- Encyclopedia of Shinto
Encyclopedia of Shinto
詳細表示 (Complete Article)
|カテゴリー1：||5. Rites and Festivals|
|カテゴリー2：||Rituals in Daily Life|
"Ground-purification rites." Also read tokoshizume no matsuri. This ritual is performed at the commencement of civil engineering or architectural projects to pray that work proceeds safely and smoothly, and that no structural problems will arise after its completion. Other names for this ritual include jikanjō, shizume, jibiki, jimatsuri, chinsai, and chinsha. These rituals are performed before the foundation work is begun on a given project. At the Grand Shrines of Ise, the rite is called chinchisai and is also repeated after a project is finished in a rite referred to as kō-chinchisai ("post-completion chinchisai"). Formerly, the saijin (the kami being petitioned in the rite) at the Imperial Court were the five ikasuri-no-kami (protectors of court lands)—Ikui no kami, Sakui no kami, Tsunagai no kami, Hahiki no kami, and Asuwa no kami. In most cases today, however, the rite refers obliquely to "the kami who controls this land," thereby directing the prayer to the specific kami of a given locale without specifying the kami's name. Not infrequently, the saijin may be Ubusunakami ("Protector kami of the life-giving land") or Ōjinushigami ("Great protector kami of the land"). Generally, a hand washing ritual precedes the ceremony. The ceremony itself begins with a purification rite and a rite beseeching the kami to descend. After that, the shinsen, or offering of food and drink, is made to the kami and the ritualist(s) recites a norito liturgy. The site is purified and more offerings are scattered. The three rituals that follow are what give the jichinsai rite its special character. First, a young girl performs the kusakarihajime (first ground-clearing) using a ritually pure sickle to start cutting the grass. Next, the girl performs the rite of ugachizome (first ground-breaking) using a ritually pure hoe to dig a hole. Third, the assistant ritualist performs the ritual burial of the izumemono (article of enshrinement) in the hole, though the actual burial in fact comes after the ritual is over. The article buried at this time is usually an iron human figurine, an iron mirror, or a small iron dagger, and on occasion an iron spear, iron shield, or jewel may also be included. The ceremony concludes with a bow of thanksgiving, the scattering of more sacred food and drink offerings, and the performance of the rite for the kami's ascent.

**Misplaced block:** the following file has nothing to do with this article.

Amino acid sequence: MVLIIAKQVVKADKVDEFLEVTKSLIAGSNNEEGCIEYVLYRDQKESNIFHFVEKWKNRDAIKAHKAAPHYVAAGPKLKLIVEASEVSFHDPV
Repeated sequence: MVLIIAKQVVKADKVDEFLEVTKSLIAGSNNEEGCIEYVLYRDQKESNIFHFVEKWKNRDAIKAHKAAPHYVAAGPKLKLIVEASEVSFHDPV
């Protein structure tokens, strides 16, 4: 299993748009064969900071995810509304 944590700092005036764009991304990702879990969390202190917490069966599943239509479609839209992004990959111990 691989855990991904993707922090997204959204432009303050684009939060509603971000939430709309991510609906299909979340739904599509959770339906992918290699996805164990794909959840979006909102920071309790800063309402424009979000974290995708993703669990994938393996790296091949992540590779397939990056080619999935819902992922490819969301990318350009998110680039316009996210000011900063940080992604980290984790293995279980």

— Endō Jun